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The roots must be gathered at the end of the first year.
The ancients planted the flowers near tombs, regarding them as the form of food preferred by the dead, and many poems refer to this custom. The name is derived from a Greek word meaning sceptre.
The roots, dried and boiled in water, yield a mucilaginous matter that in some countries is mixed with grain or potato to make Asphodel bread. In Spain and other countries they are used as cattle fodder, especially for sheep. In Barbary the wild boars eat them greedily.
In Persia, glue is made with the bulbs, which are first dried and then pulverized. When mixed with cold water, the powder swells and forms a strong glue.
Hippocrates, Dioscorides, and Pliny said the roots were cooked in ashes and eaten. The Greeks and Romans used them in several diseases, but they are not employed in modern medicine.
---Constituents---An acrid principle separated or destroyed by boiling water, and a matter resembling inuline have been found. An alcohol of excellent flavour has been obtained from plants growing abundantly in Algeria.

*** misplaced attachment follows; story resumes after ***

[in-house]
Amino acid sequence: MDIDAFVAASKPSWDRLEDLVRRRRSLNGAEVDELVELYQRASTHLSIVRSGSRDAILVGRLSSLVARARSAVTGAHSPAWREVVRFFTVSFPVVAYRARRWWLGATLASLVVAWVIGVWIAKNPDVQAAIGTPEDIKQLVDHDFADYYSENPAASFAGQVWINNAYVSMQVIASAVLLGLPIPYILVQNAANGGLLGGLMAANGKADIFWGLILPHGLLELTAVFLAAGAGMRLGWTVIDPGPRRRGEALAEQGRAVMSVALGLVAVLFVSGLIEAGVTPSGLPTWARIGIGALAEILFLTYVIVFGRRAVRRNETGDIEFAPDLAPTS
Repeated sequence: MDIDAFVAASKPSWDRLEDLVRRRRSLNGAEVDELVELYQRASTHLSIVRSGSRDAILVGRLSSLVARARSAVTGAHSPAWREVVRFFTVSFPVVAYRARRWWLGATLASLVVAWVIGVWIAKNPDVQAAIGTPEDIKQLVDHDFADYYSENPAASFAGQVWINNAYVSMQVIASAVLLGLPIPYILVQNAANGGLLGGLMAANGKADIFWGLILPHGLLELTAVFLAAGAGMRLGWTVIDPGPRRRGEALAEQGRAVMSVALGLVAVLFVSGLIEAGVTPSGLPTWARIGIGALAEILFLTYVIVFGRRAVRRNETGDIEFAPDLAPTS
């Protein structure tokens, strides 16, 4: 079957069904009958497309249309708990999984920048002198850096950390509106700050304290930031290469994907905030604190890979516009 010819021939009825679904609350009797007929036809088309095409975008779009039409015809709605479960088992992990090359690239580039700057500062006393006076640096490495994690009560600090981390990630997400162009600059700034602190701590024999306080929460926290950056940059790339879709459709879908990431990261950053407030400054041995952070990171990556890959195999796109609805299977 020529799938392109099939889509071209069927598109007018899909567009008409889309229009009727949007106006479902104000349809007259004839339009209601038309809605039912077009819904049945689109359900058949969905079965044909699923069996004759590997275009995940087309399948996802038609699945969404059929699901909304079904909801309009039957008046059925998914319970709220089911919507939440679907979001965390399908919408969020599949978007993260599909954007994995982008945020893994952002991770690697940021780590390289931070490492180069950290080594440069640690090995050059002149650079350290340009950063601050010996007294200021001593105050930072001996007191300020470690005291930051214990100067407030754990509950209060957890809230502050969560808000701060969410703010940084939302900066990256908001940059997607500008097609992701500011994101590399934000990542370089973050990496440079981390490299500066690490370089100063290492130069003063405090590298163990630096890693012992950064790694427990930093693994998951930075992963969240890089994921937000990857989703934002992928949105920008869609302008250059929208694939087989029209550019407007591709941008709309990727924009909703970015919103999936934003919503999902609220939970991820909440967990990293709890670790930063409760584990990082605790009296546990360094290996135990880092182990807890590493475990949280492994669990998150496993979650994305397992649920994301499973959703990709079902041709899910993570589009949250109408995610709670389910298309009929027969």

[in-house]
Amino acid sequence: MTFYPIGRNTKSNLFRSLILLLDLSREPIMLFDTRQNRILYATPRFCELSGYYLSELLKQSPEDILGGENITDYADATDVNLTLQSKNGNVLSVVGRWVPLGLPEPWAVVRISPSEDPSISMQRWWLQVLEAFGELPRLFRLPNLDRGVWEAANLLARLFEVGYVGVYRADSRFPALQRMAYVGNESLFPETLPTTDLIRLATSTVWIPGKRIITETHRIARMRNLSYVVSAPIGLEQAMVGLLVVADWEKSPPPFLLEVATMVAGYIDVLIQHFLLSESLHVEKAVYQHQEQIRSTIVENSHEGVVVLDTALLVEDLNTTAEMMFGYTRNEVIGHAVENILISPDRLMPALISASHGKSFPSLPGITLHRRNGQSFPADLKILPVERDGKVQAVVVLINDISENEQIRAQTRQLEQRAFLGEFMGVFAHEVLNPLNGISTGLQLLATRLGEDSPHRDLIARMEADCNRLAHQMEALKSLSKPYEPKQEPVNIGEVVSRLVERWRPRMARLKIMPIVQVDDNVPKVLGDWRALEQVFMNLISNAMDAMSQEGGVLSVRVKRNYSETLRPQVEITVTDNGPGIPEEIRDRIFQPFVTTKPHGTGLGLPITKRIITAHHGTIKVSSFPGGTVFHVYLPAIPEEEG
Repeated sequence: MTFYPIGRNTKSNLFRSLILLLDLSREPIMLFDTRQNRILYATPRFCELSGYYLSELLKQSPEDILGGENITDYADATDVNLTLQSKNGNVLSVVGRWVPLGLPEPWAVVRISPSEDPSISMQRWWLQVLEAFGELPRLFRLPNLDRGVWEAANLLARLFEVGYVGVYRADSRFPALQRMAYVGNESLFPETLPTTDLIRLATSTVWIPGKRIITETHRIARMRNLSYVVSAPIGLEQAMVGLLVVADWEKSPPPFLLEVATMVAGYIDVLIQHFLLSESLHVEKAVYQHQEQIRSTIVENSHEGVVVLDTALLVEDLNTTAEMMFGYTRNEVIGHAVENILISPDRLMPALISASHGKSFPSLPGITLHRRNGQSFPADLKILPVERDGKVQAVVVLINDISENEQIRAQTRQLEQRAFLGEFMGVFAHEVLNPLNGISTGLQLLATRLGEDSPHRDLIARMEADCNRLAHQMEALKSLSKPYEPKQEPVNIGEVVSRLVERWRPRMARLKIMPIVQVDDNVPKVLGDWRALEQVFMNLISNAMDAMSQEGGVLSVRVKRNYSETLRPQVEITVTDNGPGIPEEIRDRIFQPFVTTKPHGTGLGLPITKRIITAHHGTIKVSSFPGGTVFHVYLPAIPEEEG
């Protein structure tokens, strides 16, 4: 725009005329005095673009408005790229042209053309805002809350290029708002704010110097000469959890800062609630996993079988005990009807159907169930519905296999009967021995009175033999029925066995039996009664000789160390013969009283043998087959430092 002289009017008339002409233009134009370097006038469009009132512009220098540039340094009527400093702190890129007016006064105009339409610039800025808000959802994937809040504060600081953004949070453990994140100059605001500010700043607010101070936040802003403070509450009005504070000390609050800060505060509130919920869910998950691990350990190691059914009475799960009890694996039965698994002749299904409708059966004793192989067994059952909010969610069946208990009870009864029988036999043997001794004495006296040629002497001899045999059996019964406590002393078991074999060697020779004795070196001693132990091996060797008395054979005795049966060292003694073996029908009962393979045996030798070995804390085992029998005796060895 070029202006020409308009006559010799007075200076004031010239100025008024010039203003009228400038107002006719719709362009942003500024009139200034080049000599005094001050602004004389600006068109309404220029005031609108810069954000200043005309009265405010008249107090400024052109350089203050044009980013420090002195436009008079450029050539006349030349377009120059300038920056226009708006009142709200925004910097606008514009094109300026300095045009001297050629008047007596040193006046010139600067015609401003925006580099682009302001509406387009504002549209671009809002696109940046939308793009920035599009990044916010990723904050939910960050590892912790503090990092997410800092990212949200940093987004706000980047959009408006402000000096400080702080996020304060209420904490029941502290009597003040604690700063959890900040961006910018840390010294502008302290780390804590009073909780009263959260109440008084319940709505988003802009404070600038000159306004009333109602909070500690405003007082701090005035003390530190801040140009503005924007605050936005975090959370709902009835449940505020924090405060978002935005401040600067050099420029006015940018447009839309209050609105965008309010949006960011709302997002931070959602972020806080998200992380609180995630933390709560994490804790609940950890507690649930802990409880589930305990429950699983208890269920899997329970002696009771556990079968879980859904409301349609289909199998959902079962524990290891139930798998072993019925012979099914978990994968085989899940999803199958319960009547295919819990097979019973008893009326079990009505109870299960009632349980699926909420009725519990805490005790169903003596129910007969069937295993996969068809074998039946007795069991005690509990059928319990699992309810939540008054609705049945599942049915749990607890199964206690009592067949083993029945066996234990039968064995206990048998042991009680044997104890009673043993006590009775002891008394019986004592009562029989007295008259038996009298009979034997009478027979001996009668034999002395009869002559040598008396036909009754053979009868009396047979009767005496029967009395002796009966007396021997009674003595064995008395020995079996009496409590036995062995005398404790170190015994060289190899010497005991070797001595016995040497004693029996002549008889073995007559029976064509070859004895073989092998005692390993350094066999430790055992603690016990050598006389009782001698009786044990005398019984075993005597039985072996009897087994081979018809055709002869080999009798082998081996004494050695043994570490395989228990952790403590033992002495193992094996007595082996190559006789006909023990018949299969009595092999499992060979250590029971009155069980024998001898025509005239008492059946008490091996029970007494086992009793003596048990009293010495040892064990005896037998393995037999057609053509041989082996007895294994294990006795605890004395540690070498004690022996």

---Medicinal Action and Uses---Acrid, heating, and diuretic. Said to be useful inmenstrual obstructions and as an antispasmodic. The bruised root has been recommended for rapidly dissolving scrofulous swellings.
A. fistulosus, or Onion-leaved Asphodel, of Southern France and Crete, is also employed.
BOG OR LACASHIRE ASPHODEL is a common name of Narthecium ossifragum. The name of 'bone-breaker' was unfortunately given, because, as It grows on wet moors and mountains, sheep pasturing there frequently suffered from foot rot, and this was attributed to their browsing on the plants.
FALSE ASPHODEL is an American name for Tofieldia.
SCOTCH ASPHODEL is a common name of Tofieldia palustris.
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